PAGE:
Early on in the course of ASK, Shelley and I noticed some really interesting patterns related to where people tended to use the app. While most of our visitors come to the Museum for special exhibitions, the majority of app traffic was happening in the permanent collection. This was a pleasant surprise. Like many museums, we are always looking for ways to invigorate the permanent collection and to get people exploring more of the Museum. ASK did this naturally. However, we’ve consistently struggled with how to get more special exhibition visitors (again, the bulk of our foot traffic) to use ASK there as well.
To be clear, we can’t track anyone’s path through the Museum—that functionality does not exist in our system—so we don’t know in what order they visit the galleries (without combing each and every conversation) or where they are when they’re not actively chatting with us (and therefore what galleries they visit, but do not use ASK). But we do know the number of beacon groups a user visits, which roughly equates to number of gallery areas they traverse. We use this number to extrapolate how much and where ASK users are exploring. Since most users averaged 2 beacon areas, we designated users who visit 3 or more beacon areas as “power users.” Below are some metrics about beacons that tell an interesting story:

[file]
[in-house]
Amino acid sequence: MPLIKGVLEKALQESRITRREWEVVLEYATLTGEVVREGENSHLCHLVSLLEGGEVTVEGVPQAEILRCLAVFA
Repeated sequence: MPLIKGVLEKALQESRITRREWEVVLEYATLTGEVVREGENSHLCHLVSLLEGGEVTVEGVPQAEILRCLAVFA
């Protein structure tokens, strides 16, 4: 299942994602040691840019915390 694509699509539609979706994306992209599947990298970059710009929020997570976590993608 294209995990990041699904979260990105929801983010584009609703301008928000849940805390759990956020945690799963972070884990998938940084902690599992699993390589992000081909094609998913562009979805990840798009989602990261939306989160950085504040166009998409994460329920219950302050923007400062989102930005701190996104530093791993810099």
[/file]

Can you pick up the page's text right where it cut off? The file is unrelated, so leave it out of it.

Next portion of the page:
Two things stand out to me when I look at these numbers. The first is that exploration almost doubled for some reason starting in June of last year. Initially I thought this might be due to the availability of ASK on Android devices, but that happened in April and there was no discernable change in April or May. The major summer shows (The Rise of Sneaker Culture and Faile) didn’t open until July, so I can’t turn to a particular audience shift due to exhibitions. One can, of course, offer credit to the ASK team for continuously improving their engagement practices and encouraging people to explore, but I can’t say if that would account for a such a discernable shift between May and June—a trend that continued until recently. (However, the sustained nature of the trend could be explained by a shift in engagement practices.) Unfortunately, the reason(s) for this shift remain a mystery to me and I am unable to go back and enumerate all the potential variables that might explain this behavior.
The second is that I see a similarly discernable shift happening right now between February and March of this year. Now, I’m usually the first to say that a single month does not make a trend, but last time we had such a shift I missed the opportunity to try to explain it. I’d prefer not to miss it a second time. I’m deep in metrics lately due to the recent launch of our ASK Ambassador program (more on that in a later post) and I’m tracking how this team of “guerrilla marketers” is effecting app traffic on a daily and weekly basis, which is how I caught the shift this time around. Interestingly, this most recent shift coincides with the opening of our stellar Georgia O’Keeffe: Living Modern exhibition.